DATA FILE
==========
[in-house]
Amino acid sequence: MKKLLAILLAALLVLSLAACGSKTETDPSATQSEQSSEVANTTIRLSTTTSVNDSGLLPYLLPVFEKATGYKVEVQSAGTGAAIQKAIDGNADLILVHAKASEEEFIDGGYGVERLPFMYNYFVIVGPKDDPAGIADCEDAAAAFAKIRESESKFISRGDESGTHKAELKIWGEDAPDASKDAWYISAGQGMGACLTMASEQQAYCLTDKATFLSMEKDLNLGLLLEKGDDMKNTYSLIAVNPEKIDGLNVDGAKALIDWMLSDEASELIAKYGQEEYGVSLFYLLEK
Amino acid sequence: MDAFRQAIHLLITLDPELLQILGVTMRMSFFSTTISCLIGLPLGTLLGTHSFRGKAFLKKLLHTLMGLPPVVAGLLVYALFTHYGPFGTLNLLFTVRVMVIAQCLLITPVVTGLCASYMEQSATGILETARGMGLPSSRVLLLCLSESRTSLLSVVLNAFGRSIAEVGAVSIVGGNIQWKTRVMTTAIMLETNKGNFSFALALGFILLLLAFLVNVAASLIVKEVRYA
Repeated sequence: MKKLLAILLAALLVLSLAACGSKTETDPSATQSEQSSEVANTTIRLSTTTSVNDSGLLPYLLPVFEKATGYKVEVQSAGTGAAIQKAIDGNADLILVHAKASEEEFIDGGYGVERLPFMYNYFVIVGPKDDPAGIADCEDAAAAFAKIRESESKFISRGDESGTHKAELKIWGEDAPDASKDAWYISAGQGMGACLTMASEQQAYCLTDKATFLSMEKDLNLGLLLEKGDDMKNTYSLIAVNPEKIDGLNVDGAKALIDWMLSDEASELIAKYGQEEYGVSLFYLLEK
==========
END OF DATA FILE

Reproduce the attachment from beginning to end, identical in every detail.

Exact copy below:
[in-house]
Amino acid sequence: MKKLLAILLAALLVLSLAACGSKTETDPSATQSEQSSEVANTTIRLSTTTSVNDSGLLPYLLPVFEKATGYKVEVQSAGTGAAIQKAIDGNADLILVHAKASEEEFIDGGYGVERLPFMYNYFVIVGPKDDPAGIADCEDAAAAFAKIRESESKFISRGDESGTHKAELKIWGEDAPDASKDAWYISAGQGMGACLTMASEQQAYCLTDKATFLSMEKDLNLGLLLEKGDDMKNTYSLIAVNPEKIDGLNVDGAKALIDWMLSDEASELIAKYGQEEYGVSLFYLLEK
Amino acid sequence: MDAFRQAIHLLITLDPELLQILGVTMRMSFFSTTISCLIGLPLGTLLGTHSFRGKAFLKKLLHTLMGLPPVVAGLLVYALFTHYGPFGTLNLLFTVRVMVIAQCLLITPVVTGLCASYMEQSATGILETARGMGLPSSRVLLLCLSESRTSLLSVVLNAFGRSIAEVGAVSIVGGNIQWKTRVMTTAIMLETNKGNFSFALALGFILLLLAFLVNVAASLIVKEVRYA
Repeated sequence: MKKLLAILLAALLVLSLAACGSKTETDPSATQSEQSSEVANTTIRLSTTTSVNDSGLLPYLLPVFEKATGYKVEVQSAGTGAAIQKAIDGNADLILVHAKASEEEFIDGGYGVERLPFMYNYFVIVGPKDDPAGIADCEDAAAAFAKIRESESKFISRGDESGTHKAELKIWGEDAPDASKDAWYISAGQGMGACLTMASEQQAYCLTDKATFLSMEKDLNLGLLLEKGDDMKNTYSLIAVNPEKIDGLNVDGAKALIDWMLSDEASELIAKYGQEEYGVSLFYLLEK